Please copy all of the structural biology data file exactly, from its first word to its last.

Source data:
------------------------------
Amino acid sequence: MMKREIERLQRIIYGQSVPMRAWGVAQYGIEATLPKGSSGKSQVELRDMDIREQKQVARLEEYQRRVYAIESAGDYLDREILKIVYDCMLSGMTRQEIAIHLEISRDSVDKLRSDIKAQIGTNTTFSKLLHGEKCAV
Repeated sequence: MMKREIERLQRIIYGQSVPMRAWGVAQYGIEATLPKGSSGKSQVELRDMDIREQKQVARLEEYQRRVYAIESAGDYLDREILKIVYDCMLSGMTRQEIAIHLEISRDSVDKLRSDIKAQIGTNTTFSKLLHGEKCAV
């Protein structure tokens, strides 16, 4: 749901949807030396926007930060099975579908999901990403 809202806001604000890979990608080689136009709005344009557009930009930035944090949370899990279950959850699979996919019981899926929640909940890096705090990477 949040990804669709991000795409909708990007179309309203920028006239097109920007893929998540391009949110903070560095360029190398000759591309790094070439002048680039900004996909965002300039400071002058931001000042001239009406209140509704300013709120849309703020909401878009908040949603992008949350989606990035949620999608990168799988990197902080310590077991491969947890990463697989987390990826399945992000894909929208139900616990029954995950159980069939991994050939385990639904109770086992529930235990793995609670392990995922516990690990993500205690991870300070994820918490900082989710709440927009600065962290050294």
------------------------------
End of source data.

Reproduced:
Amino acid sequence: MMKREIERLQRIIYGQSVPMRAWGVAQYGIEATLPKGSSGKSQVELRDMDIREQKQVARLEEYQRRVYAIESAGDYLDREILKIVYDCMLSGMTRQEIAIHLEISRDSVDKLRSDIKAQIGTNTTFSKLLHGEKCAV
Repeated sequence: MMKREIERLQRIIYGQSVPMRAWGVAQYGIEATLPKGSSGKSQVELRDMDIREQKQVARLEEYQRRVYAIESAGDYLDREILKIVYDCMLSGMTRQEIAIHLEISRDSVDKLRSDIKAQIGTNTTFSKLLHGEKCAV
């Protein structure tokens, strides 16, 4: 749901949807030396926007930060099975579908999901990403 809202806001604000890979990608080689136009709005344009557009930009930035944090949370899990279950959850699979996919019981899926929640909940890096705090990477 949040990804669709991000795409909708990007179309309203920028006239097109920007893929998540391009949110903070560095360029190398000759591309790094070439002048680039900004996909965002300039400071002058931001000042001239009406209140509704300013709120849309703020909401878009908040949603992008949350989606990035949620999608990168799988990197902080310590077991491969947890990463697989987390990826399945992000894909929208139900616990029954995950159980069939991994050939385990639904109770086992529930235990793995609670392990995922516990690990993500205690991870300070994820918490900082989710709440927009600065962290050294």